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Labor and Work: Archives

‘Mayday!’ A Crisis Call for Undocumented Workers

Immigrant workersAs we celebrate workers this May Day, Congress should use the remaining days in its session to pass immigration reform that would benefit undocumented immigrants, strengthen labor and employment laws, and help the economy as a whole.

By Micah Jones | Thursday, May 1, 2014

The Benefits of Increasing the Minimum Wage for People of Color

Family at food pantryIf the minimum wage were increased to $10.10 per hour, blacks, Hispanics, and Asians would see an increase in total wages of $16.1 billion.

By Vanessa Cárdenas | Monday, April 21, 2014

The Business Case for Paid Leave and Paid Sick Days

Sick familyAs states continue to pass paid leave and paid sick days legislation, evidence shows that these policies are a win-win for both employers and employees.

By Claudia Calderon Machicado | Thursday, April 17, 2014

The Economic Importance of Women’s Rising Hours of Work

Working mom book_alt2 icon Report The importance of women’s added work hours to families’ economic well-being lends a new urgency to rethinking U.S. labor standards for the 21st century.

By Eileen Appelbaum, Heather Boushey, and John Schmitt | Tuesday, April 15, 2014

Family and Medical Leave Insurance

Dad on parental leave book_alt2 icon Report We need to establish a national family and medical leave insurance program that addresses the realities of our current workforce.

By Heather Boushey and Alexandra Mitukiewicz | Tuesday, April 15, 2014

Appearance of Strengthening Labor Market Masks Ongoing Unemployment Woes

Job seekersSlack demand, not demographics, drives low labor-force participation.

By Adam Hersh | Friday, April 4, 2014

The Importance of Early Childhood Programs for Women on the Brink

Child playing article icon Issue Brief Access to high-quality, affordable early childhood programs are rare for women living on the brink, but there are steps the federal government can take to improve access. The recent documentary, “Paycheck to Paycheck: The Life and Times of Katrina Gilbert,” highlights how these early childhood programs can support women in low-wage jobs.

By Katie Hamm | Wednesday, April 2, 2014

March 2014

Job fair article icon Issue Brief Progressive fiscal policy must complement monetary policy to boost economic growth.

By Christian E. Weller and Sam Ungar | Wednesday, March 26, 2014

Universal Credit: A Primer

Internet article icon Issue Brief The United Kingdom’s overhaul of its social safety net, known as the Universal Credit, raises many concerns, and policymakers should be cautious about considering it as a model for reforming the U.S. system.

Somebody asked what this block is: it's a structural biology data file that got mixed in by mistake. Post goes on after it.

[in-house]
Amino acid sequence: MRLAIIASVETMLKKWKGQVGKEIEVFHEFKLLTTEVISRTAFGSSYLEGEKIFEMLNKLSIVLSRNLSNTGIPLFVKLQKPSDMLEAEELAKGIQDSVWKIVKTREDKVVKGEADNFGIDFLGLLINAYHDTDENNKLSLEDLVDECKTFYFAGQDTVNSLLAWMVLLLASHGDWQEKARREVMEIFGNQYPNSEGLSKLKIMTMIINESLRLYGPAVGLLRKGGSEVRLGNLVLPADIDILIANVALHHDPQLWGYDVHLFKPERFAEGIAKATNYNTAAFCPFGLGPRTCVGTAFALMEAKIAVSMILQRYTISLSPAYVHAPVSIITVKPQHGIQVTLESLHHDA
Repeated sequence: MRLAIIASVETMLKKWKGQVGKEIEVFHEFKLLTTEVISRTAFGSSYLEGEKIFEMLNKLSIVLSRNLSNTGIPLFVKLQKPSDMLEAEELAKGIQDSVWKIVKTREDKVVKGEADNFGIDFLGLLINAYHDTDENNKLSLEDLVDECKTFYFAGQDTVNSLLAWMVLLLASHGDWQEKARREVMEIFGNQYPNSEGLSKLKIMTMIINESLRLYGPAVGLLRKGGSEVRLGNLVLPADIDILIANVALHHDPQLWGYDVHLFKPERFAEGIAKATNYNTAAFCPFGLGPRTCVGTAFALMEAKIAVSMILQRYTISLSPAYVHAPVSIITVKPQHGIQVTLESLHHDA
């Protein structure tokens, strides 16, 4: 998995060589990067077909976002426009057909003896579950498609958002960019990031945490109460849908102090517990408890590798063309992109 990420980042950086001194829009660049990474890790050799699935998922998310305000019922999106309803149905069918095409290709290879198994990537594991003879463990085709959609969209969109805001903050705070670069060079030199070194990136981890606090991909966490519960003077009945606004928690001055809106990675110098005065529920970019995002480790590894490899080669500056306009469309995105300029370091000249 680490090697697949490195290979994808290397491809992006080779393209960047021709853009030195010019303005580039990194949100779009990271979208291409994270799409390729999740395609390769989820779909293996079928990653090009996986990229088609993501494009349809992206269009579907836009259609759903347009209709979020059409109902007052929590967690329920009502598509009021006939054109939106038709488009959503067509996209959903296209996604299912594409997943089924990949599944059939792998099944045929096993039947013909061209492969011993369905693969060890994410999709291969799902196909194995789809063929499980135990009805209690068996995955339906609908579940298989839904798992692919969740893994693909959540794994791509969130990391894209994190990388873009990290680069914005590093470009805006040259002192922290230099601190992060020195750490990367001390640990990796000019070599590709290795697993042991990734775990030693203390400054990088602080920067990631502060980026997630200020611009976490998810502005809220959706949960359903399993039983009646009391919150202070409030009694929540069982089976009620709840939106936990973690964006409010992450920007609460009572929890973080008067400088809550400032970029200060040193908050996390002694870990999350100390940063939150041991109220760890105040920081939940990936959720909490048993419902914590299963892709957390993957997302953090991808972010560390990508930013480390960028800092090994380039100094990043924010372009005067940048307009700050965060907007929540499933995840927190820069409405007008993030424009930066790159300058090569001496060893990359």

By Melissa Boteach, Helly Lee, Elizabeth Lower-Basch, and Megan Martin | Thursday, March 20, 2014

How to Reduce Poverty and Save Taxpayers $4.6 Billion Per Year

Minimum wage protestRaising the minimum wage to $10.10 per hour will cut spending on federal assistance programs and strengthen families, the economy, and our nation.

By Sally Steenland | Wednesday, March 19, 2014

Improving the Earned Income Tax Credit to Better Serve Childless Adults

article icon Issue Brief President Obama’s new proposal to reform the Earned Income Tax Credit is a step in the right direction.

By Katie Wright | Friday, March 7, 2014

The Effects of Minimum Wages on SNAP Enrollments and Expenditures

J.C. Penney employee book_alt2 icon Report Raising the minimum wage to $10.10 per hour would lower government spending on federal nutrition assistance by $46 billion over the next 10 years.

By Rachel West and Michael Reich | Wednesday, March 5, 2014

Understanding CBO’s Minimum-Wage Report

CBOEven if we accept the erroneous assertion that better pay for low-wage workers will slow job growth, the reduction in the pace of job creation will by CBO projections be relatively small.

By Scott Lilly | Tuesday, March 4, 2014

The Reproductive Politics of Living on the Brink

reproductive rights, family planning, low-incomeWomen need reproductive autonomy to achieve economic security and improved health.

By Heidi Williamson | Wednesday, February 26, 2014

Moving the War on Poverty Forward

article icon Issue Brief A new study about how Millennials view federal anti-poverty efforts finds that they are more likely than older Americans to face direct economic problems.

By John Halpin and Karl Agne | Wednesday, February 19, 2014